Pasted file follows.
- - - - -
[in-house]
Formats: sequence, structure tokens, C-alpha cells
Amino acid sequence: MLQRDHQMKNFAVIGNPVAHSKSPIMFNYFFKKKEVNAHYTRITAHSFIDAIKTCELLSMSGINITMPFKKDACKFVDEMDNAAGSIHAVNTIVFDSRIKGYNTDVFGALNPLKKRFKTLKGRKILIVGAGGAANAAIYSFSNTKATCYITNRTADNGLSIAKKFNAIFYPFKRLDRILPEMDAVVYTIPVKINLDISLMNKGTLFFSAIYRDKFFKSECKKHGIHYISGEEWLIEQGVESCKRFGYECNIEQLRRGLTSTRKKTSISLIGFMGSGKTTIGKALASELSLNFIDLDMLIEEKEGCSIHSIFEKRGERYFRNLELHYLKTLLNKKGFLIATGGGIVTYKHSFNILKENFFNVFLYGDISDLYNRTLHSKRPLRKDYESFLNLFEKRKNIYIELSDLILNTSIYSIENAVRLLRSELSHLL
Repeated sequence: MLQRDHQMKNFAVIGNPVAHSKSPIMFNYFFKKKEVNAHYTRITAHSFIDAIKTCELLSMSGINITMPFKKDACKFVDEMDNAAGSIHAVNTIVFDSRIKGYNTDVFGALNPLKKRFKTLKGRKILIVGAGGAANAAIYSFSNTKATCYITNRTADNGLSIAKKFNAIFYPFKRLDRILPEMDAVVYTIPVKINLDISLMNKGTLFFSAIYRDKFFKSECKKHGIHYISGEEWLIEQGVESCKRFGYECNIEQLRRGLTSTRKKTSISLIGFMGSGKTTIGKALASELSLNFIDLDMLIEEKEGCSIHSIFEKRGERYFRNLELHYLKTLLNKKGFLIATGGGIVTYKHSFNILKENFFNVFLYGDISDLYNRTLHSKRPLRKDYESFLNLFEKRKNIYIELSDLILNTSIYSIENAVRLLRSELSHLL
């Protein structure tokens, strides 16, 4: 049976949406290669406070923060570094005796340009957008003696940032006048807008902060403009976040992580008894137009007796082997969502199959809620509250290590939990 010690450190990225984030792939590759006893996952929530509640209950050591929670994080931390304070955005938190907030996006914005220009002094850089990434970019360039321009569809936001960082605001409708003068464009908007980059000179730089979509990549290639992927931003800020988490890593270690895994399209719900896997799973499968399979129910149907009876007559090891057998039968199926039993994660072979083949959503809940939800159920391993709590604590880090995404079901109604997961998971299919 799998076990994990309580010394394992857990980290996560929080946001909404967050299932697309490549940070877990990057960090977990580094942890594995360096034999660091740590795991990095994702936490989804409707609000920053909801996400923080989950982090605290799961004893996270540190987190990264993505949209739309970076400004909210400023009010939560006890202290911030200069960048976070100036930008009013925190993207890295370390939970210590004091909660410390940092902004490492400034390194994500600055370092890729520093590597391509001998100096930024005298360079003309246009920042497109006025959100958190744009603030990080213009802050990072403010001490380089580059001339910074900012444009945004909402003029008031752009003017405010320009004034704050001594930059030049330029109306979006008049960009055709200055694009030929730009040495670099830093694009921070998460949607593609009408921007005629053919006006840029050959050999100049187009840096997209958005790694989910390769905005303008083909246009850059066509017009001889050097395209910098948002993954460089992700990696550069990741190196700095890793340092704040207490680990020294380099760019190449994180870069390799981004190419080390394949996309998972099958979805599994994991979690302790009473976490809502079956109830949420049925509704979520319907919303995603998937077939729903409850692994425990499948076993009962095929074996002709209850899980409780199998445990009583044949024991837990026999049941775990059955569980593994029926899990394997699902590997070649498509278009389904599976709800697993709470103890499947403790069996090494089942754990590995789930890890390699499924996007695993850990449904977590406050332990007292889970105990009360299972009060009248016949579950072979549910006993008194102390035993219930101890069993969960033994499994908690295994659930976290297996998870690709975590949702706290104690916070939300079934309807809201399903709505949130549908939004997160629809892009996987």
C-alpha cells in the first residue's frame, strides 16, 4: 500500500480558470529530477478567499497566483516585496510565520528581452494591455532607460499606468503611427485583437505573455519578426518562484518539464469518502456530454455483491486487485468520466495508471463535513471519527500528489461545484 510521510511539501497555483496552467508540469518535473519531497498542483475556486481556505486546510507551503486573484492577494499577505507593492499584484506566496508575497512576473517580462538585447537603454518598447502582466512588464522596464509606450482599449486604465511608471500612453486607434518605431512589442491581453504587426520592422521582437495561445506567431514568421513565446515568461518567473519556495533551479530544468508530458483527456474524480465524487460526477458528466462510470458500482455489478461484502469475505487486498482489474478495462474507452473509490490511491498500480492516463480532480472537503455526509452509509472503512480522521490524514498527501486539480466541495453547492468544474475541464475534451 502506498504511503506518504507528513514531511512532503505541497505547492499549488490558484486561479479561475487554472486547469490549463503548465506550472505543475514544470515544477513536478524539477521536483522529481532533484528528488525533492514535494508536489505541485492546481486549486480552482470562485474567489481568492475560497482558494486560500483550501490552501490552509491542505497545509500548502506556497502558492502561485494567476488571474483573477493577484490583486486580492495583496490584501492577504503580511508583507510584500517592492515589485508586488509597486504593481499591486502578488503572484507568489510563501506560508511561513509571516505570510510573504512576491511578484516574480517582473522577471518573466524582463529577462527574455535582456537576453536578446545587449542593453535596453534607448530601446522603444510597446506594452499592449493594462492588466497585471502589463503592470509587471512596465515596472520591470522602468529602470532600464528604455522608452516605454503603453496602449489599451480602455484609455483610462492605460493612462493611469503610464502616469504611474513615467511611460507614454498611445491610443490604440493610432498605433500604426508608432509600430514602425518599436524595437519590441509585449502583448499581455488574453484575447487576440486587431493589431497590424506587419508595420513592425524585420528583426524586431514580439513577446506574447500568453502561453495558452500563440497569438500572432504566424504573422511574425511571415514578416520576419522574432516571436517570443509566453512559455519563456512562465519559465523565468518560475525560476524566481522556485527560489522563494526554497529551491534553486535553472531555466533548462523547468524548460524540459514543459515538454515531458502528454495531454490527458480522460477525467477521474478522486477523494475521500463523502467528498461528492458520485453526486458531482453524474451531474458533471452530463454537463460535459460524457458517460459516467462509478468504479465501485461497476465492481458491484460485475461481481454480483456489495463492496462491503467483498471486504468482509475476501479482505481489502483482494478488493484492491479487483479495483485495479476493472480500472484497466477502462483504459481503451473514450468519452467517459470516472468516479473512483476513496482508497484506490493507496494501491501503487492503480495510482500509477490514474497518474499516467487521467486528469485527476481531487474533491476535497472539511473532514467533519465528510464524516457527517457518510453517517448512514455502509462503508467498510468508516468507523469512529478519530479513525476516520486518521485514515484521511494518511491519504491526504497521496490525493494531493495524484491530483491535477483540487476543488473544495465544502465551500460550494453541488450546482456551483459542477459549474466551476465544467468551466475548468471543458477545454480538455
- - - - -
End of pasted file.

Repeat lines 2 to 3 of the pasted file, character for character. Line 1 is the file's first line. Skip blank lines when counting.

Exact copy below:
Formats: sequence, structure tokens, C-alpha cells
Amino acid sequence: MLQRDHQMKNFAVIGNPVAHSKSPIMFNYFFKKKEVNAHYTRITAHSFIDAIKTCELLSMSGINITMPFKKDACKFVDEMDNAAGSIHAVNTIVFDSRIKGYNTDVFGALNPLKKRFKTLKGRKILIVGAGGAANAAIYSFSNTKATCYITNRTADNGLSIAKKFNAIFYPFKRLDRILPEMDAVVYTIPVKINLDISLMNKGTLFFSAIYRDKFFKSECKKHGIHYISGEEWLIEQGVESCKRFGYECNIEQLRRGLTSTRKKTSISLIGFMGSGKTTIGKALASELSLNFIDLDMLIEEKEGCSIHSIFEKRGERYFRNLELHYLKTLLNKKGFLIATGGGIVTYKHSFNILKENFFNVFLYGDISDLYNRTLHSKRPLRKDYESFLNLFEKRKNIYIELSDLILNTSIYSIENAVRLLRSELSHLL